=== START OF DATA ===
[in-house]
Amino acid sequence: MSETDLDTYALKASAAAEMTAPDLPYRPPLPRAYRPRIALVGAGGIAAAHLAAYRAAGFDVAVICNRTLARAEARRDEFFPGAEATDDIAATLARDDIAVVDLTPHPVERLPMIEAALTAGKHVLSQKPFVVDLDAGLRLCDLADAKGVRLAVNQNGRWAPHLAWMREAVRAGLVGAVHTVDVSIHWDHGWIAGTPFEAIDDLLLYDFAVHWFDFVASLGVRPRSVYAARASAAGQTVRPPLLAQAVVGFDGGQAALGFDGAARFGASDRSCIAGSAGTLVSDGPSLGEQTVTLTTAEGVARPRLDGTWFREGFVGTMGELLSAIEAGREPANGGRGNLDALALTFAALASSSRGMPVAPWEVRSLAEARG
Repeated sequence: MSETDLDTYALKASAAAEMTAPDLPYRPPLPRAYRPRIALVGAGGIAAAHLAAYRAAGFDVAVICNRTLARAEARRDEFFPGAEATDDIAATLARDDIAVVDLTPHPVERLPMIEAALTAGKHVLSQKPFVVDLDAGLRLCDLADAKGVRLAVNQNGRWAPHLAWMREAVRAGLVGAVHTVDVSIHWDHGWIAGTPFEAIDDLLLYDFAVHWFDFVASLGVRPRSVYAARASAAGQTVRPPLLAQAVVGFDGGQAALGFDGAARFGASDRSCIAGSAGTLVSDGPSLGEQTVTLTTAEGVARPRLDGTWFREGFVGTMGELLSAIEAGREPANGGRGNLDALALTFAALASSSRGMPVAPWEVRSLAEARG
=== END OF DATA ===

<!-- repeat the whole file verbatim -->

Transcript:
[in-house]
Amino acid sequence: MSETDLDTYALKASAAAEMTAPDLPYRPPLPRAYRPRIALVGAGGIAAAHLAAYRAAGFDVAVICNRTLARAEARRDEFFPGAEATDDIAATLARDDIAVVDLTPHPVERLPMIEAALTAGKHVLSQKPFVVDLDAGLRLCDLADAKGVRLAVNQNGRWAPHLAWMREAVRAGLVGAVHTVDVSIHWDHGWIAGTPFEAIDDLLLYDFAVHWFDFVASLGVRPRSVYAARASAAGQTVRPPLLAQAVVGFDGGQAALGFDGAARFGASDRSCIAGSAGTLVSDGPSLGEQTVTLTTAEGVARPRLDGTWFREGFVGTMGELLSAIEAGREPANGGRGNLDALALTFAALASSSRGMPVAPWEVRSLAEARG
Repeated sequence: MSETDLDTYALKASAAAEMTAPDLPYRPPLPRAYRPRIALVGAGGIAAAHLAAYRAAGFDVAVICNRTLARAEARRDEFFPGAEATDDIAATLARDDIAVVDLTPHPVERLPMIEAALTAGKHVLSQKPFVVDLDAGLRLCDLADAKGVRLAVNQNGRWAPHLAWMREAVRAGLVGAVHTVDVSIHWDHGWIAGTPFEAIDDLLLYDFAVHWFDFVASLGVRPRSVYAARASAAGQTVRPPLLAQAVVGFDGGQAALGFDGAARFGASDRSCIAGSAGTLVSDGPSLGEQTVTLTTAEGVARPRLDGTWFREGFVGTMGELLSAIEAGREPANGGRGNLDALALTFAALASSSRGMPVAPWEVRSLAEARG